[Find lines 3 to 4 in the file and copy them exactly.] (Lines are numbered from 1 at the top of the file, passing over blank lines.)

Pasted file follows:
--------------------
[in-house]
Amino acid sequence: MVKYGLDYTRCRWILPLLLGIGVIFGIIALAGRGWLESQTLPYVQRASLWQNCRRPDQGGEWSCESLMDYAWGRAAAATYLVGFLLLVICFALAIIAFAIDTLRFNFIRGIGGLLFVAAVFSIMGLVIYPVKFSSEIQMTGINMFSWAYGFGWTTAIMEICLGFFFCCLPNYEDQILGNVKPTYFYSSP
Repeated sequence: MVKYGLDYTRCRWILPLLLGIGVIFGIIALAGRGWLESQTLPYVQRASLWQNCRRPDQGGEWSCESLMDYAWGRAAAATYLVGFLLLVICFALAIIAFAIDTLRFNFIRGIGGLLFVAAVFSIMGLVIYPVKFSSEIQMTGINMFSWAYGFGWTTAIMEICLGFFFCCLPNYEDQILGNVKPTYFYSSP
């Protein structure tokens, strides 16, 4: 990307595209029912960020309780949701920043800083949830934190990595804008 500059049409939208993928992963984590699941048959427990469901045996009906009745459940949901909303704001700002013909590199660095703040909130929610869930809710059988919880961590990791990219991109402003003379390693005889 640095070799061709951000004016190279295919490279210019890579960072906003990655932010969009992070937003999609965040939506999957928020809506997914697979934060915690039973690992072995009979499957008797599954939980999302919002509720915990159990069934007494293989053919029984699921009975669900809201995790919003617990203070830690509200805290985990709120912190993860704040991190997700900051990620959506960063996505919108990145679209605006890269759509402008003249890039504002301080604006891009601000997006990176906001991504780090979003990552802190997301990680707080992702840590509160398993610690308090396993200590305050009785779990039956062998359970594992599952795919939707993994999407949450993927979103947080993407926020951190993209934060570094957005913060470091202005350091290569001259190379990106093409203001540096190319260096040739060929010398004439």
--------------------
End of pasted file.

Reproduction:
Repeated sequence: MVKYGLDYTRCRWILPLLLGIGVIFGIIALAGRGWLESQTLPYVQRASLWQNCRRPDQGGEWSCESLMDYAWGRAAAATYLVGFLLLVICFALAIIAFAIDTLRFNFIRGIGGLLFVAAVFSIMGLVIYPVKFSSEIQMTGINMFSWAYGFGWTTAIMEICLGFFFCCLPNYEDQILGNVKPTYFYSSP
């Protein structure tokens, strides 16, 4: 990307595209029912960020309780949701920043800083949830934190990595804008 500059049409939208993928992963984590699941048959427990469901045996009906009745459940949901909303704001700002013909590199660095703040909130929610869930809710059988919880961590990791990219991109402003003379390693005889 640095070799061709951000004016190279295919490279210019890579960072906003990655932010969009992070937003999609965040939506999957928020809506997914697979934060915690039973690992072995009979499957008797599954939980999302919002509720915990159990069934007494293989053919029984699921009975669900809201995790919003617990203070830690509200805290985990709120912190993860704040991190997700900051990620959506960063996505919108990145679209605006890269759509402008003249890039504002301080604006891009601000997006990176906001991504780090979003990552802190997301990680707080992702840590509160398993610690308090396993200590305050009785779990039956062998359970594992599952795919939707993994999407949450993927979103947080993407926020951190993209934060570094957005913060470091202005350091290569001259190379990106093409203001540096190319260096040739060929010398004439």